First prisoner bailed in wake of suspended sentencing ruling
Published 11/05/2016 | 02:30
A prisoner challenging the lawfulness of his detention under suspended sentencing laws has been granted bail pending the outcome of judicial review proceedings.
Paul Kidd, who was convicted of selling drugs to an undercover garda, is the first criminal to be allowed out of jail since a High Court decision last month struck down laws governing the activation of suspended sentences.
He is one of at least nine prisoners who have mounted challenges to their incarceration following Mr Justice Michael Moriarty's ruling that laws governing the activation of suspended sentences were unconstitutional. Bail was granted by the President of the High Court, Mr Justice Peter Kelly, following a hearing at Cloverhill Courthouse.
The nine challenges have been repeatedly adjourned due to the fact Mr Justice Moriarty has yet to issue the final wording of his judgment or his final orders. The challenges have taken the form of requests for judicial reviews or requests for inquiries under Article 40 of the Constitution.
Kidd was the third convicted criminal to apply for bail based on the Moriarty ruling.
Two others were rejected, but there are indications that several more prisoners may now also seek to be released.
The court heard Kidd received a suspended 11-month sentence in November 2014 after being convicted of selling €20 worth of heroin to an undercover garda.
He was later convicted of two counts of theft, offences which triggered the activation of the suspended sentence.
Kidd lodged an appeal against this conviction, but not before his suspended sentence was activated. He was also granted bail by the District Court while appealing the theft convictions but did not take it up. Mr Justice Kelly agreed to grant bail on the same terms as the District Court, with Kidd required to provide a bond of €300. He must live at an address at Abbotstown Road in Finglas and observe a curfew.
The bail application had been strenuously opposed by counsel for the State, Grainne O'Neill. She argued that the constitutionality issue would not crystallise until Mr Justice Moriarty makes his final orders.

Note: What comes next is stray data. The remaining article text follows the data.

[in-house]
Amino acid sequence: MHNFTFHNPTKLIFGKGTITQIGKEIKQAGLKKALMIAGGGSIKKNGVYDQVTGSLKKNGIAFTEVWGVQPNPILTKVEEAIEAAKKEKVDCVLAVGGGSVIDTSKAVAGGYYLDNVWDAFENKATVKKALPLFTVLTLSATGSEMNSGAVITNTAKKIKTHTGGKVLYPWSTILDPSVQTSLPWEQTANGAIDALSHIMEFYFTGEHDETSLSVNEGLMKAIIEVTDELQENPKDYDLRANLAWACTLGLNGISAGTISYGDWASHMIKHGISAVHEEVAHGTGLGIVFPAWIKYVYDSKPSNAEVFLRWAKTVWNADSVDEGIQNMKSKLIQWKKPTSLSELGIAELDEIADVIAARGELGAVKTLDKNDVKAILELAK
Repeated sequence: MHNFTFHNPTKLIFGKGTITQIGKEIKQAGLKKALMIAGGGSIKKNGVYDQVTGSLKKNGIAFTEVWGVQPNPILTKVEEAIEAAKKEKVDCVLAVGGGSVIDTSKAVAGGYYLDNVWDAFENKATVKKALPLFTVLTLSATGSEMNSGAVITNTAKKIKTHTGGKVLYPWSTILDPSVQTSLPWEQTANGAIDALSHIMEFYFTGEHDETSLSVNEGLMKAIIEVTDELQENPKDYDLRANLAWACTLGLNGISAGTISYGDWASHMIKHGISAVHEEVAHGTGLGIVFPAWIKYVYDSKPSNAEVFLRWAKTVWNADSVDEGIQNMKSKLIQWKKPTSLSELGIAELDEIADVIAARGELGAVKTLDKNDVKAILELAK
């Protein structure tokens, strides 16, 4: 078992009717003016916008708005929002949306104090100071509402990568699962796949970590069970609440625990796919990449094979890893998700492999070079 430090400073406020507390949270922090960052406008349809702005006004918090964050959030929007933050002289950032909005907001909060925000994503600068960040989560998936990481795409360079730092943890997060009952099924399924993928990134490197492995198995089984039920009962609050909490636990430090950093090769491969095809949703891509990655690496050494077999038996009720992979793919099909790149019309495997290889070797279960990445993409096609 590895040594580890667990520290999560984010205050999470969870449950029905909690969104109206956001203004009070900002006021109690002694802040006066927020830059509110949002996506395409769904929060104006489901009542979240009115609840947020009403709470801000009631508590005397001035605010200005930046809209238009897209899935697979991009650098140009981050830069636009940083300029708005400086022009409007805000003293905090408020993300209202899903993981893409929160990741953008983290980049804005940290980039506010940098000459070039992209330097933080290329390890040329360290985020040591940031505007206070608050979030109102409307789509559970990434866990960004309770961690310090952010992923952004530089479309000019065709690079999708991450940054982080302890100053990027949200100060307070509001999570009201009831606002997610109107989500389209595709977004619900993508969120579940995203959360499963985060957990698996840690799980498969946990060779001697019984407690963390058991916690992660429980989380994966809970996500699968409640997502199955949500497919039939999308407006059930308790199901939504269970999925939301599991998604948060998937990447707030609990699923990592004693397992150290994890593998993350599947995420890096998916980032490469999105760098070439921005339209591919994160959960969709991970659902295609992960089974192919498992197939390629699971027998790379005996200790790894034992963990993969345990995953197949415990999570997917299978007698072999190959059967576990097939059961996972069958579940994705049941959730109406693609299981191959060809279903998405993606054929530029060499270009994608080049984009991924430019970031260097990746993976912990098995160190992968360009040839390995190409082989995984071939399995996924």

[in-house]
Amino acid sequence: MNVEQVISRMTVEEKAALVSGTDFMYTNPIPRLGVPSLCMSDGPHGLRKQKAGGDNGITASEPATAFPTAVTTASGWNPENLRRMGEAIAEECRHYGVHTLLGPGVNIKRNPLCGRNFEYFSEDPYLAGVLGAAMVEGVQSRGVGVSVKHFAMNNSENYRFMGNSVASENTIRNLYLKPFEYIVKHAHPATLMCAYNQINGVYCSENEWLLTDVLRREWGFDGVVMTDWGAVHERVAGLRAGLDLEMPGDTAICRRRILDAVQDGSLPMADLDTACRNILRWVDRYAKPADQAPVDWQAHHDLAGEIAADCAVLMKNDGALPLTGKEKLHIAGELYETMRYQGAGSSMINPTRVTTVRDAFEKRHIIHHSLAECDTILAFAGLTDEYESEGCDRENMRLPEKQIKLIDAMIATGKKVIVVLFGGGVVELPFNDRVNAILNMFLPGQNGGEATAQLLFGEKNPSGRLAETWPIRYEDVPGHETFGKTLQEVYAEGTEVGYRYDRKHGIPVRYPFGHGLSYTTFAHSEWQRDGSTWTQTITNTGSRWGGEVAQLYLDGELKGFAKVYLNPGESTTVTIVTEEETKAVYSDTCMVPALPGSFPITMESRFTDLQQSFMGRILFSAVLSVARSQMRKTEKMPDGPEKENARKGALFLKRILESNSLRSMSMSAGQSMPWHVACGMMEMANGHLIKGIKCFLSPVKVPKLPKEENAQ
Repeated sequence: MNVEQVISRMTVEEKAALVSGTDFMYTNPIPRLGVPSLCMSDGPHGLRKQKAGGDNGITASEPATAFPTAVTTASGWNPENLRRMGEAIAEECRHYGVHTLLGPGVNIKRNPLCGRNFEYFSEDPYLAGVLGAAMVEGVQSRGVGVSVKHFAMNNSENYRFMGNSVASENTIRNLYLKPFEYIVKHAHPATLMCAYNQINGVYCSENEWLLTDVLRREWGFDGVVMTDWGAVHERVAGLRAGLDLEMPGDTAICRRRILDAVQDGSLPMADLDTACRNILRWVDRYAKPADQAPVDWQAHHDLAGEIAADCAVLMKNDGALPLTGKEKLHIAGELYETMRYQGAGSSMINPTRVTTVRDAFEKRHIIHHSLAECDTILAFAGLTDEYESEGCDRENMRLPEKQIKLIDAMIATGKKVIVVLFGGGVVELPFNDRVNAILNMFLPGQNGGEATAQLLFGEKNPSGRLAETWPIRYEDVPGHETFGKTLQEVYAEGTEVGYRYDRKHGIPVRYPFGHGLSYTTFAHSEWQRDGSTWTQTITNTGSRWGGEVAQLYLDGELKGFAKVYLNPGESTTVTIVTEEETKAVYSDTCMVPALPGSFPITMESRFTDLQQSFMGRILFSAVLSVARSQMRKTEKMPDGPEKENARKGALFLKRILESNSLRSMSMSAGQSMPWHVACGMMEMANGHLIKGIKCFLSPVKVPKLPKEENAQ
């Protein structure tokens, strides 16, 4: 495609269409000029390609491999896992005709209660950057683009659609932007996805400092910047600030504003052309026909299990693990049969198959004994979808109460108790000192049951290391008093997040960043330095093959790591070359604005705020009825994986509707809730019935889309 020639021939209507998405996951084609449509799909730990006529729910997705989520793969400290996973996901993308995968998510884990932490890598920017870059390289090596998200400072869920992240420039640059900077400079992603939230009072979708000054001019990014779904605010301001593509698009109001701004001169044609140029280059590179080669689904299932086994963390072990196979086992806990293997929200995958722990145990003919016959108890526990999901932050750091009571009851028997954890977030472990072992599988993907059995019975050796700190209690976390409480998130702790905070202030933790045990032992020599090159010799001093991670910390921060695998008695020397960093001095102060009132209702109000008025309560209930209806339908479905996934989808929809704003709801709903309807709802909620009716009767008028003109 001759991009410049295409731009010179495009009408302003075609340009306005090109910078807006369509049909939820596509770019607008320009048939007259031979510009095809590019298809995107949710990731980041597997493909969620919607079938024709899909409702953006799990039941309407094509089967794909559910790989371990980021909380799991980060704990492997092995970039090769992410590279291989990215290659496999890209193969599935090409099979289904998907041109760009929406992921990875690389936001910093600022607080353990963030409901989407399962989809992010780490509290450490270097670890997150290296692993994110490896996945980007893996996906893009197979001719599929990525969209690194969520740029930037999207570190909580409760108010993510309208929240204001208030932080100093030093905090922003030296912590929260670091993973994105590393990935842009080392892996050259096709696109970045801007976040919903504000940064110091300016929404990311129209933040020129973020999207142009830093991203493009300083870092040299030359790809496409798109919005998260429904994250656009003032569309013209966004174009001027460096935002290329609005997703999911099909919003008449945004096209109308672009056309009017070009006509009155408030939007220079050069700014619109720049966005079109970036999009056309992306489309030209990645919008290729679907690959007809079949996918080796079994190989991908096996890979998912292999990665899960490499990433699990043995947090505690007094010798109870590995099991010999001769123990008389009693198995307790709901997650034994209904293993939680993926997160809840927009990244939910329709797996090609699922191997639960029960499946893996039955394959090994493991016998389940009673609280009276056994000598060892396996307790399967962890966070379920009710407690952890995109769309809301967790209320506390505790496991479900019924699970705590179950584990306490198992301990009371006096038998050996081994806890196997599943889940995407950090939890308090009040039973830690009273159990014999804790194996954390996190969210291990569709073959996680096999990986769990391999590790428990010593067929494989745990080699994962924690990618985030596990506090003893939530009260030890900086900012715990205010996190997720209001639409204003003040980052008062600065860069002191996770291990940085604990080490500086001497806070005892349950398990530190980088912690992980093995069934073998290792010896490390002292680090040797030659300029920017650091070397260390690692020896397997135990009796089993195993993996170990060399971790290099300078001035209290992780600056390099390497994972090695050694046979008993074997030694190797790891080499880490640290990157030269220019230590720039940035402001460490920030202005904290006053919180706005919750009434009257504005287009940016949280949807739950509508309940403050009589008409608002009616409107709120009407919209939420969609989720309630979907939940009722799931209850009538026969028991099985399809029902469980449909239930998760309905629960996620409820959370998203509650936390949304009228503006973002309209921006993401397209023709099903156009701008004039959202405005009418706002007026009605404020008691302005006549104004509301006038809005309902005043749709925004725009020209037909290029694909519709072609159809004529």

Ms O'Neill said only a non-approved ruling had been issued but gave rise to some confusion. She said Mr Justice Moriarty wanted to clarify certain points and approve his orders.
The barrister said that once this was done, she expected the High Court to deal with the challenges in a speedy fashion.
Earlier, Mr Justice Kelly rejected a bail application from convicted burglar Andrew Larkin, who is also challenging his detention.
Larkin (32), with an address at Coultry Road, Ballymun, received a six-year sentence, with the final three years suspended, in April 2014 for burglary, robbery and attempted robbery.
He was released from prison the following December, but just a month later he was charged with theft, criminal damage and public order offences, to which he pleaded guilty. This triggered the activation of his suspended sentence.
Garda Ciaran Callaghy told the court Larkin had 70 previous convictions and 37 bench warrants issued for his arrest for failing to appear in court.
Mr Justice Kelly said there was no presumption of innocence in this case as Larkin had pleaded guilty to the triggering offence. "In my view this is not a case to exercise discretion to grant bail," he said.
The court heard that a third prisoner, Paul Clarke, had applied for bail last week, but this was rejected by Mr Justice Paul McDermott.